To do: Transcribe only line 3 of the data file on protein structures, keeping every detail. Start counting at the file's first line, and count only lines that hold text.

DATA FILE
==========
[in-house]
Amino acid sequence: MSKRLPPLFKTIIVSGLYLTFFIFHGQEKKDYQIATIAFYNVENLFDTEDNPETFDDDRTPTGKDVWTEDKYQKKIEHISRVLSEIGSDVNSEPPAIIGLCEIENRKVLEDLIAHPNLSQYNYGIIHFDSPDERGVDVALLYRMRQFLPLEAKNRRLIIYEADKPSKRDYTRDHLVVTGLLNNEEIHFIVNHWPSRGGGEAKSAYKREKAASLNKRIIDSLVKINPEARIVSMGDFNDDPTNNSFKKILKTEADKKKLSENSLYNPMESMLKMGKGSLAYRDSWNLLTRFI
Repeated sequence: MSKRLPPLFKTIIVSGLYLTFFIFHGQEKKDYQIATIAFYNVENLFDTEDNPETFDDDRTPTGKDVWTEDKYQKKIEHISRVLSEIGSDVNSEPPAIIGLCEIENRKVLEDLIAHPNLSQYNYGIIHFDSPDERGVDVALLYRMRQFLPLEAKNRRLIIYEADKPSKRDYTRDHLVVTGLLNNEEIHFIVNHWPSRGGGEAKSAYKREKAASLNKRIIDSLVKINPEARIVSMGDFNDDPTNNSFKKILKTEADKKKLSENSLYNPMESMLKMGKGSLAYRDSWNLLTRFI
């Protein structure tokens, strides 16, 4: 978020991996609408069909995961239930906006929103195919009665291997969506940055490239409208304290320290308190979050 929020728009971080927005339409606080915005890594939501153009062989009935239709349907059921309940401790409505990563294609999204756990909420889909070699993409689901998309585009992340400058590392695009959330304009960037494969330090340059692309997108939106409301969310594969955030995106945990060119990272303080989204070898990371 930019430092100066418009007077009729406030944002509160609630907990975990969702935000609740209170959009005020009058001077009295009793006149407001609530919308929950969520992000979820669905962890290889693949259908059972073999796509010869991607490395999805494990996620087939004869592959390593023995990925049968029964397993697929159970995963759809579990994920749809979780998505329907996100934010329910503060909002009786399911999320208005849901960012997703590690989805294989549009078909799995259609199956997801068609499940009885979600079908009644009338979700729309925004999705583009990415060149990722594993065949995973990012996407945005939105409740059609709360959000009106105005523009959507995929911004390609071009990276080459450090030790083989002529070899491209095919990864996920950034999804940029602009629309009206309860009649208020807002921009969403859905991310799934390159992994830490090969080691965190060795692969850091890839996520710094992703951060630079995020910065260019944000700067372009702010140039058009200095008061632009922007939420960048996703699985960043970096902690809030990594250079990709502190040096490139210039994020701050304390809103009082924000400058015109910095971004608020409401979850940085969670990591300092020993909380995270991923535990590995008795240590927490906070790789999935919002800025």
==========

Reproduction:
Repeated sequence: MSKRLPPLFKTIIVSGLYLTFFIFHGQEKKDYQIATIAFYNVENLFDTEDNPETFDDDRTPTGKDVWTEDKYQKKIEHISRVLSEIGSDVNSEPPAIIGLCEIENRKVLEDLIAHPNLSQYNYGIIHFDSPDERGVDVALLYRMRQFLPLEAKNRRLIIYEADKPSKRDYTRDHLVVTGLLNNEEIHFIVNHWPSRGGGEAKSAYKREKAASLNKRIIDSLVKINPEARIVSMGDFNDDPTNNSFKKILKTEADKKKLSENSLYNPMESMLKMGKGSLAYRDSWNLLTRFI